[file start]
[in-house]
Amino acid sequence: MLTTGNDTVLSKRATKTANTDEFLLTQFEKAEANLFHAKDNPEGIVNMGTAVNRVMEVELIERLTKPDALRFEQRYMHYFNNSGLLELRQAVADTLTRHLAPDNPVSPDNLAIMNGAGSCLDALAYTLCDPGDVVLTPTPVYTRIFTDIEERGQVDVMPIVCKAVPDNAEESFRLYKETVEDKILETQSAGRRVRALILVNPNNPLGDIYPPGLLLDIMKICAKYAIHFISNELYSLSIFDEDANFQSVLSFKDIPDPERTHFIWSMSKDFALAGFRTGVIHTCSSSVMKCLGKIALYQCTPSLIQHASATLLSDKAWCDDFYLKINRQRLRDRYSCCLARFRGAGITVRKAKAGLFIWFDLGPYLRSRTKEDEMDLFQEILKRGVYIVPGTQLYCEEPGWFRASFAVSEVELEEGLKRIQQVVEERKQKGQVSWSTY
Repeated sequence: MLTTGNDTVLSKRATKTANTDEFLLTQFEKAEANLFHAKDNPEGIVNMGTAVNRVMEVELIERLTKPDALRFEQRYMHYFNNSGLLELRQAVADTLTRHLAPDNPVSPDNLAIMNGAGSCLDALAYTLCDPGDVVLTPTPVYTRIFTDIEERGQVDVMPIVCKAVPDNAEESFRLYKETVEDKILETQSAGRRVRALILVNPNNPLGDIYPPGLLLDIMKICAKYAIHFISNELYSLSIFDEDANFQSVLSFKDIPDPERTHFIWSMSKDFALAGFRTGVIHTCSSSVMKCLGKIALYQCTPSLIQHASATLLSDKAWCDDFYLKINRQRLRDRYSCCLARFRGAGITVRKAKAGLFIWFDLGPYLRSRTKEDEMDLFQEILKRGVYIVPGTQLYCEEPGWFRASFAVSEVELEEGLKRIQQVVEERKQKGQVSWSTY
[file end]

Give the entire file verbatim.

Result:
[in-house]
Amino acid sequence: MLTTGNDTVLSKRATKTANTDEFLLTQFEKAEANLFHAKDNPEGIVNMGTAVNRVMEVELIERLTKPDALRFEQRYMHYFNNSGLLELRQAVADTLTRHLAPDNPVSPDNLAIMNGAGSCLDALAYTLCDPGDVVLTPTPVYTRIFTDIEERGQVDVMPIVCKAVPDNAEESFRLYKETVEDKILETQSAGRRVRALILVNPNNPLGDIYPPGLLLDIMKICAKYAIHFISNELYSLSIFDEDANFQSVLSFKDIPDPERTHFIWSMSKDFALAGFRTGVIHTCSSSVMKCLGKIALYQCTPSLIQHASATLLSDKAWCDDFYLKINRQRLRDRYSCCLARFRGAGITVRKAKAGLFIWFDLGPYLRSRTKEDEMDLFQEILKRGVYIVPGTQLYCEEPGWFRASFAVSEVELEEGLKRIQQVVEERKQKGQVSWSTY
Repeated sequence: MLTTGNDTVLSKRATKTANTDEFLLTQFEKAEANLFHAKDNPEGIVNMGTAVNRVMEVELIERLTKPDALRFEQRYMHYFNNSGLLELRQAVADTLTRHLAPDNPVSPDNLAIMNGAGSCLDALAYTLCDPGDVVLTPTPVYTRIFTDIEERGQVDVMPIVCKAVPDNAEESFRLYKETVEDKILETQSAGRRVRALILVNPNNPLGDIYPPGLLLDIMKICAKYAIHFISNELYSLSIFDEDANFQSVLSFKDIPDPERTHFIWSMSKDFALAGFRTGVIHTCSSSVMKCLGKIALYQCTPSLIQHASATLLSDKAWCDDFYLKINRQRLRDRYSCCLARFRGAGITVRKAKAGLFIWFDLGPYLRSRTKEDEMDLFQEILKRGVYIVPGTQLYCEEPGWFRASFAVSEVELEEGLKRIQQVVEERKQKGQVSWSTY